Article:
Two days before Christmas I was deep in the limestone bowels of Actun Tunichil Muknal (Cave of the Crystal Sepulcher) in Belize, Central America. Five of us were standing before an exquisite curtain formation of mineral deposits with our guide, Martin. At Martin’s request we extinguished our headlamps and gave ourselves over to the utter darkness. After a moment of silence a wild, strange music began to play. This exotic composition was being played on an instrument that sounded like a hybrid cross between a flute and a drum. The sound was otherworldly. Unearthly.
After we had been listening for a couple minutes Martin turned on his headlamp so we could see what he was doing. He was using the back of his knuckle to lightly rap the various size mineral curtain formations to produce those extraordinary notes.
Someone should make a recording of this, I thought.
Whenever I hear this kind of “wild” music I think of my late friend Fred and his idea about wild musical compositions. It happened a long time ago in a different season, a colder place.
I was a bartender at the time, one of many occupations that have put the bread on my table. Fred was an artist. It was his calling. It was what he was meant to be. It was his place in life to be a sculptor. He was world-renowned. I was locally infamous.
The thing about artists is that they are always artists no matter what else they might be doing at the time. Once, at the conclusion of a dinner attended by both artists and regular people, Fred pointed out the difference. Regular people might leave food on their plate, but artists couldn’t leave the food on their plates alone. They sculpted it and doodled with it while they talked and enjoyed the company.
I always left it to Fred to find the art in the moment and one time he did it when we were ice fishing and what he said changed the way I listen to sounds in the wild.
This particular morning was cold to start. The northwest wind was bitter and it was in our faces. But we figured if it stopped blowing or we set up in the lee of the island or the opposite shore the day would be comfortable. March is a nice time to fish. The days are getting longer and the sun is stronger and the chances of a sunburned face are pretty good.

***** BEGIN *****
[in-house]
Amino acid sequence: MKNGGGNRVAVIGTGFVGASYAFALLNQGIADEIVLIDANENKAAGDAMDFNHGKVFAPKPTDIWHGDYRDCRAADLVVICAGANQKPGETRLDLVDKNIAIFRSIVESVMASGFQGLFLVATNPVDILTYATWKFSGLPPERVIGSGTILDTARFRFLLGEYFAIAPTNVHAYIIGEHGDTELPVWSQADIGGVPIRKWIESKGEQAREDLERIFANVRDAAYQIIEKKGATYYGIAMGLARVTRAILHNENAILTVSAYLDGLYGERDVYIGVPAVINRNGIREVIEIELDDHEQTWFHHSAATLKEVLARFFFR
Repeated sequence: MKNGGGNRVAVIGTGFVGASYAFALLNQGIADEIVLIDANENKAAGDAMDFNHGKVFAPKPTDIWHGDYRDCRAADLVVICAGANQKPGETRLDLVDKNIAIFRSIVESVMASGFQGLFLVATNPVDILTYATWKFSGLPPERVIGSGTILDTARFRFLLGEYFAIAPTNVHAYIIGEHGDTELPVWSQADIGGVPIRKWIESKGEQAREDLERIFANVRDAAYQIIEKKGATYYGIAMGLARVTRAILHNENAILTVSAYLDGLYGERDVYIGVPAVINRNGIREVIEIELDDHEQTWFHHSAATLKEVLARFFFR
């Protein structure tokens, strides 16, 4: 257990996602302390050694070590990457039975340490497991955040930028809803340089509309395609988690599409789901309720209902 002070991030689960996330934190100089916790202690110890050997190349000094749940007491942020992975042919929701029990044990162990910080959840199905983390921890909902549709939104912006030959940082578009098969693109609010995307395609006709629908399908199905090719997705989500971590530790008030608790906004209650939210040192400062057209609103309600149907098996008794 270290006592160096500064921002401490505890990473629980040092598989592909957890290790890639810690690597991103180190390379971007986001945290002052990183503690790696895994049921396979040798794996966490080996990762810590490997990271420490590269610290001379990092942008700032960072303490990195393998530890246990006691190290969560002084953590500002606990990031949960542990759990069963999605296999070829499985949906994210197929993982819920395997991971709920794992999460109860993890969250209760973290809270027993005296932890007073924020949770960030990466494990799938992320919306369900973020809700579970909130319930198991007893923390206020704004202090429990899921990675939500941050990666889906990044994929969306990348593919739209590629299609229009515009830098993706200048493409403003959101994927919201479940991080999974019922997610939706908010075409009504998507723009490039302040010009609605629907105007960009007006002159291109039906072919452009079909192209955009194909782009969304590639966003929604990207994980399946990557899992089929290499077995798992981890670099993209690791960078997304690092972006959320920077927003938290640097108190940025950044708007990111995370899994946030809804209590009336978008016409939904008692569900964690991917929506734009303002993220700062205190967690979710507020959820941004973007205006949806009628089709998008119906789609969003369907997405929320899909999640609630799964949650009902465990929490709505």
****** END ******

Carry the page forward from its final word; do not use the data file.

In March the snowpack on the ice melts and refreezes, melts and refreezes in a daytime/nighttime rhythm that forms white ice on top of the clear hard ice beneath. The white ice we were walking on had been smoothed slick by this daily process of melt and freeze and it was polished to a fine finish that made it extremely slippery. It was so tractionless that the wind was actually pushing us backwards at times.
When you look at ice from a distance it looks perfectly flat. Up close, however, you see it has topography. There are rises and low spots, shallow riverbeds and slopes. What had happened to this pond overnight was that the previous day’s meltwater had settled in the low spots to freeze. That new ice had lifted slightly as it froze overnight and it had formed thin sheets, flat panes braced with random ribs like the very first ice that forms in late fall. These thin sheets of fresh ice were raised slightly above the main body of ice.
We didn’t have creepers that day, no strap-on steel teeth to bite the ice and provide traction. So in order to make decent progress against that pushy northwest wind, we took to walking in the low spots where this sheet ice had formed. The sheets would shatter beneath our weight with a hollow crunch and the broken shards then actually provided some texture, thus some traction, on the slick surface of the main ice.
We were halfway to where we wanted to be when Fred stopped.
“Listen,” he said. “Do you hear that?”
I didn’t hear it at first. So he made me stop and listen while he walked on. Then I heard the faint sound of crystal chimes. The pushy northwest wind was carrying the shards of broken sheet ice away and skipping them across the surface of the main ice pack. As the shards struck they resonated like little tuning forks, striking individual notes of rare quality.
Later that morning, as we encountered a dead spot in the fishing, Fred elaborated. Wouldn’t it be a wonderful musical composition if someone were to capture the sounds of all those wild natural instruments and create arranged musical compositions.
From that point on I’ve always regarded each new sound of nature as part of an ongoing musical composition that needs but to be arranged. In my mind I am forever combining and aligning sounds like the moaning of mourning doves, echoes of turkey gobbles, reverberations of loon laughter, raven croaking, bullfrog blues, coyote solos, and choruses of crickets and peepers to create musical passages.
Now I have some new notes – the sound of those wild curtains of rock some 600 feet deep in the underworld place where a millennium ago the Mayans brought the people they sacrificed to Chac, the God of Rain, one of the gods of the underworld.
The composition continues, note by note, like the drips that left the minerals that made those rock curtains.
Eric Poor is a retired journalist, reporting most recently for the award-winning newspaper The Monadnock Ledger-Transcript. He won numerous writing and photography awards from The New Hampshire Press Association (NHPA). He was twice named Columnist of the Year by the NHPA. An avid sportsman, he has been an outdoor columnist for 20 years for Hawkeye, New Hampshire’s outdoor sports newspaper.
Michael Cherry is an artist working in graphite, watercolor and oil. He has an MFA from the University of Houston, Texas. He taught college-level studio art and art history for close to twenty years. Michael is a life-long musician and plays the blues guitar. A former sailor, he’s made many sailing trips in the Gulf of Mexico. He now resides in Peterborough, New Hampshire.